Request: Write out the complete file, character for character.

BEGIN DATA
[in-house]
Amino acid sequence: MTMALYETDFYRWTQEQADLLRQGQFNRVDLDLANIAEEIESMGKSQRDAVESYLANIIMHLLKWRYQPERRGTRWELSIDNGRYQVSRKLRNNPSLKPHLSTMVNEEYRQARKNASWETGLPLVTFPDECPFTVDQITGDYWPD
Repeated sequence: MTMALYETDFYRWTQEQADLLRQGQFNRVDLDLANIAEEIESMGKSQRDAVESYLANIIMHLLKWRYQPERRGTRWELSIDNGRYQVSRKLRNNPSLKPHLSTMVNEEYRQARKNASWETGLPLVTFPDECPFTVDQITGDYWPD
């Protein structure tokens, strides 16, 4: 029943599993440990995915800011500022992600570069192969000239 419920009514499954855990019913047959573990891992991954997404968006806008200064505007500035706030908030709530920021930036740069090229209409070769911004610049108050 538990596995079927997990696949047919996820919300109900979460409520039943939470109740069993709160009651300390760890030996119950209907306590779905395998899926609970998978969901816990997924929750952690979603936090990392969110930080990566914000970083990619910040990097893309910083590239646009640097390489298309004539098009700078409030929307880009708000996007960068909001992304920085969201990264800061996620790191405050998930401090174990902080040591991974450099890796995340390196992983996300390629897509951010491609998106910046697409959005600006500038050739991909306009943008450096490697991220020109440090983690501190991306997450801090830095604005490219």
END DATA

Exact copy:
[in-house]
Amino acid sequence: MTMALYETDFYRWTQEQADLLRQGQFNRVDLDLANIAEEIESMGKSQRDAVESYLANIIMHLLKWRYQPERRGTRWELSIDNGRYQVSRKLRNNPSLKPHLSTMVNEEYRQARKNASWETGLPLVTFPDECPFTVDQITGDYWPD
Repeated sequence: MTMALYETDFYRWTQEQADLLRQGQFNRVDLDLANIAEEIESMGKSQRDAVESYLANIIMHLLKWRYQPERRGTRWELSIDNGRYQVSRKLRNNPSLKPHLSTMVNEEYRQARKNASWETGLPLVTFPDECPFTVDQITGDYWPD
């Protein structure tokens, strides 16, 4: 029943599993440990995915800011500022992600570069192969000239 419920009514499954855990019913047959573990891992991954997404968006806008200064505007500035706030908030709530920021930036740069090229209409070769911004610049108050 538990596995079927997990696949047919996820919300109900979460409520039943939470109740069993709160009651300390760890030996119950209907306590779905395998899926609970998978969901816990997924929750952690979603936090990392969110930080990566914000970083990619910040990097893309910083590239646009640097390489298309004539098009700078409030929307880009708000996007960068909001992304920085969201990264800061996620790191405050998930401090174990902080040591991974450099890796995340390196992983996300390629897509951010491609998106910046697409959005600006500038050739991909306009943008450096490697991220020109440090983690501190991306997450801090830095604005490219």